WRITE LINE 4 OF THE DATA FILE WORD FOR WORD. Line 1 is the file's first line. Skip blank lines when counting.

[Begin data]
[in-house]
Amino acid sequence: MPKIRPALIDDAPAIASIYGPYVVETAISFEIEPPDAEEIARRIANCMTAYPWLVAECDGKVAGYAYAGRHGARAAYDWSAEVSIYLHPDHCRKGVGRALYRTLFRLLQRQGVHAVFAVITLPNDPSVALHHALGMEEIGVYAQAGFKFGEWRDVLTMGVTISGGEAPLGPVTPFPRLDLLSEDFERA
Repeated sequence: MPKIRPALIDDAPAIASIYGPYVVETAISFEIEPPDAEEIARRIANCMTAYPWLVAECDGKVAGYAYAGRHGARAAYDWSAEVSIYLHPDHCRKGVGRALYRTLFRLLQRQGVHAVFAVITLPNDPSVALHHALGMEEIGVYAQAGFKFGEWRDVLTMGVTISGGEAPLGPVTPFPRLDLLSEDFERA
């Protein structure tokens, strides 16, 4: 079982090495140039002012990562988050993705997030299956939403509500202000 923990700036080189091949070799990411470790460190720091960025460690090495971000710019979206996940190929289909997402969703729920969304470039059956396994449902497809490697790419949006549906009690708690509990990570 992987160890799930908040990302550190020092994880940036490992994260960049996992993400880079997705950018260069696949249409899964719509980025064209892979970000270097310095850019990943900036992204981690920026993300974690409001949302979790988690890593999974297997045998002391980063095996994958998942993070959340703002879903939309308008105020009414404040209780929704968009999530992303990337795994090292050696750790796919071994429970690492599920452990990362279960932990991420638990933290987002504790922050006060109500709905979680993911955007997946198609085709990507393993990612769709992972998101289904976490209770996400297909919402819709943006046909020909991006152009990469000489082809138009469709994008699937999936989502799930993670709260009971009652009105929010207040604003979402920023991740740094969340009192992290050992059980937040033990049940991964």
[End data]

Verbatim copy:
């Protein structure tokens, strides 16, 4: 079982090495140039002012990562988050993705997030299956939403509500202000 923990700036080189091949070799990411470790460190720091960025460690090495971000710019979206996940190929289909997402969703729920969304470039059956396994449902497809490697790419949006549906009690708690509990990570 992987160890799930908040990302550190020092994880940036490992994260960049996992993400880079997705950018260069696949249409899964719509980025064209892979970000270097310095850019990943900036992204981690920026993300974690409001949302979790988690890593999974297997045998002391980063095996994958998942993070959340703002879903939309308008105020009414404040209780929704968009999530992303990337795994090292050696750790796919071994429970690492599920452990990362279960932990991420638990933290987002504790922050006060109500709905979680993911955007997946198609085709990507393993990612769709992972998101289904976490209770996400297909919402819709943006046909020909991006152009990469000489082809138009469709994008699937999936989502799930993670709260009971009652009105929010207040604003979402920023991740740094969340009192992290050992059980937040033990049940991964």